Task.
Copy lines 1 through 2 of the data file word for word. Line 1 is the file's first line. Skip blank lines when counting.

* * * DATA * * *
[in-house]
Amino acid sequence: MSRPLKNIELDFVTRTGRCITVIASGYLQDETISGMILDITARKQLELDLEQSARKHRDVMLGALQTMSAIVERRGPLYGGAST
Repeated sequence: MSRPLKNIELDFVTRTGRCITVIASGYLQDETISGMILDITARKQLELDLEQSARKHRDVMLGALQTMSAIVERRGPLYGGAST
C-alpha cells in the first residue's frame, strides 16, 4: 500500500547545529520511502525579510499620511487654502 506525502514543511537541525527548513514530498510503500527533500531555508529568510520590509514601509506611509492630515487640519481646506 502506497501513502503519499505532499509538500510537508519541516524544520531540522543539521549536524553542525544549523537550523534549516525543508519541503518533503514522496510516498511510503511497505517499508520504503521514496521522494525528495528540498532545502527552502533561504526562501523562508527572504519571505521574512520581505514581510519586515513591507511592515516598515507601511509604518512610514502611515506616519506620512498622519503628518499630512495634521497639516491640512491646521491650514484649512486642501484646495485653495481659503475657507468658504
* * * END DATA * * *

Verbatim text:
[in-house]
Amino acid sequence: MSRPLKNIELDFVTRTGRCITVIASGYLQDETISGMILDITARKQLELDLEQSARKHRDVMLGALQTMSAIVERRGPLYGGAST